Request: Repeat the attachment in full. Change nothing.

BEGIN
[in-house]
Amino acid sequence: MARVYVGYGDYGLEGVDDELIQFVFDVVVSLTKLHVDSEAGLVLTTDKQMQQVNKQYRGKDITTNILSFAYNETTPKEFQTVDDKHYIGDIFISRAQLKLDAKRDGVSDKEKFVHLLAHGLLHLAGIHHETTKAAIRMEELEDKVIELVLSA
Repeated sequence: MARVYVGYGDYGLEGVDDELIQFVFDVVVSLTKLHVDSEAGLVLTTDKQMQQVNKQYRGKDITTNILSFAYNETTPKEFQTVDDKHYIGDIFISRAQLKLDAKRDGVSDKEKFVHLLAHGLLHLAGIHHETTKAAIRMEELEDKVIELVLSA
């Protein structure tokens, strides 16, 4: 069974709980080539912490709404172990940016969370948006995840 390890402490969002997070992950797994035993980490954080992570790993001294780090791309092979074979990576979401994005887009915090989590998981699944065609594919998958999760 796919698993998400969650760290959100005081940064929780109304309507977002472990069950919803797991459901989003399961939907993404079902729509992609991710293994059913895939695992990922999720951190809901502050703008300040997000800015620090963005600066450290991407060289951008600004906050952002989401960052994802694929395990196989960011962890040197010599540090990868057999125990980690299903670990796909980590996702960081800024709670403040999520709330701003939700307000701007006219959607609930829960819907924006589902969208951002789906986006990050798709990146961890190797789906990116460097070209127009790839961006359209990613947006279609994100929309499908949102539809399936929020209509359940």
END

[in-house]
Amino acid sequence: MARVYVGYGDYGLEGVDDELIQFVFDVVVSLTKLHVDSEAGLVLTTDKQMQQVNKQYRGKDITTNILSFAYNETTPKEFQTVDDKHYIGDIFISRAQLKLDAKRDGVSDKEKFVHLLAHGLLHLAGIHHETTKAAIRMEELEDKVIELVLSA
Repeated sequence: MARVYVGYGDYGLEGVDDELIQFVFDVVVSLTKLHVDSEAGLVLTTDKQMQQVNKQYRGKDITTNILSFAYNETTPKEFQTVDDKHYIGDIFISRAQLKLDAKRDGVSDKEKFVHLLAHGLLHLAGIHHETTKAAIRMEELEDKVIELVLSA
């Protein structure tokens, strides 16, 4: 069974709980080539912490709404172990940016969370948006995840 390890402490969002997070992950797994035993980490954080992570790993001294780090791309092979074979990576979401994005887009915090989590998981699944065609594919998958999760 796919698993998400969650760290959100005081940064929780109304309507977002472990069950919803797991459901989003399961939907993404079902729509992609991710293994059913895939695992990922999720951190809901502050703008300040997000800015620090963005600066450290991407060289951008600004906050952002989401960052994802694929395990196989960011962890040197010599540090990868057999125990980690299903670990796909980590996702960081800024709670403040999520709330701003939700307000701007006219959607609930829960819907924006589902969208951002789906986006990050798709990146961890190797789906990116460097070209127009790839961006359209990613947006279609994100929309499908949102539809399936929020209509359940």